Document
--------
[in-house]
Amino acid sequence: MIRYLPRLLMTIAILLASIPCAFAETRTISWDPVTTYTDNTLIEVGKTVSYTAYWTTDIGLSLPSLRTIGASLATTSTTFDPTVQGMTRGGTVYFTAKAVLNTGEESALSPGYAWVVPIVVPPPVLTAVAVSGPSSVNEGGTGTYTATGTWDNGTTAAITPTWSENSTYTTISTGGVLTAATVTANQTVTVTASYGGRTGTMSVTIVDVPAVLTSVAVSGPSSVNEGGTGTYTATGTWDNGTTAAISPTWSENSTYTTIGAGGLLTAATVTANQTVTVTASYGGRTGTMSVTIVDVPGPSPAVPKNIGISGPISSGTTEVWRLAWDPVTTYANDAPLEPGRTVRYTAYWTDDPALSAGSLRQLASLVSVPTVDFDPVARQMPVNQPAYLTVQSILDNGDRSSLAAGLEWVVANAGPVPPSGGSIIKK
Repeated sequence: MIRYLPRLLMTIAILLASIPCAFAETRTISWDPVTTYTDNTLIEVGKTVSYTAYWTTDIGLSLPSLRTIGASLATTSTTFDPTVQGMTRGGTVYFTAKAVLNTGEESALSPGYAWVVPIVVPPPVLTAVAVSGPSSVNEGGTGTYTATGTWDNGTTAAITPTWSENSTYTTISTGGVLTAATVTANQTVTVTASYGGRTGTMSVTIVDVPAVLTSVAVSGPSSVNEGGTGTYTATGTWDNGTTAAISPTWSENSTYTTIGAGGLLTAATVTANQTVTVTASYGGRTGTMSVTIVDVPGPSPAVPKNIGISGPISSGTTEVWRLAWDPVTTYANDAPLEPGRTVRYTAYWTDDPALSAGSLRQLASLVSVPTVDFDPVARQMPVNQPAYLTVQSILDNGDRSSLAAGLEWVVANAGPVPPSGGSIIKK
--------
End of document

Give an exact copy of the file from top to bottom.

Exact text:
[in-house]
Amino acid sequence: MIRYLPRLLMTIAILLASIPCAFAETRTISWDPVTTYTDNTLIEVGKTVSYTAYWTTDIGLSLPSLRTIGASLATTSTTFDPTVQGMTRGGTVYFTAKAVLNTGEESALSPGYAWVVPIVVPPPVLTAVAVSGPSSVNEGGTGTYTATGTWDNGTTAAITPTWSENSTYTTISTGGVLTAATVTANQTVTVTASYGGRTGTMSVTIVDVPAVLTSVAVSGPSSVNEGGTGTYTATGTWDNGTTAAISPTWSENSTYTTIGAGGLLTAATVTANQTVTVTASYGGRTGTMSVTIVDVPGPSPAVPKNIGISGPISSGTTEVWRLAWDPVTTYANDAPLEPGRTVRYTAYWTDDPALSAGSLRQLASLVSVPTVDFDPVARQMPVNQPAYLTVQSILDNGDRSSLAAGLEWVVANAGPVPPSGGSIIKK
Repeated sequence: MIRYLPRLLMTIAILLASIPCAFAETRTISWDPVTTYTDNTLIEVGKTVSYTAYWTTDIGLSLPSLRTIGASLATTSTTFDPTVQGMTRGGTVYFTAKAVLNTGEESALSPGYAWVVPIVVPPPVLTAVAVSGPSSVNEGGTGTYTATGTWDNGTTAAITPTWSENSTYTTISTGGVLTAATVTANQTVTVTASYGGRTGTMSVTIVDVPAVLTSVAVSGPSSVNEGGTGTYTATGTWDNGTTAAISPTWSENSTYTTIGAGGLLTAATVTANQTVTVTASYGGRTGTMSVTIVDVPGPSPAVPKNIGISGPISSGTTEVWRLAWDPVTTYANDAPLEPGRTVRYTAYWTDDPALSAGSLRQLASLVSVPTVDFDPVARQMPVNQPAYLTVQSILDNGDRSSLAAGLEWVVANAGPVPPSGGSIIKK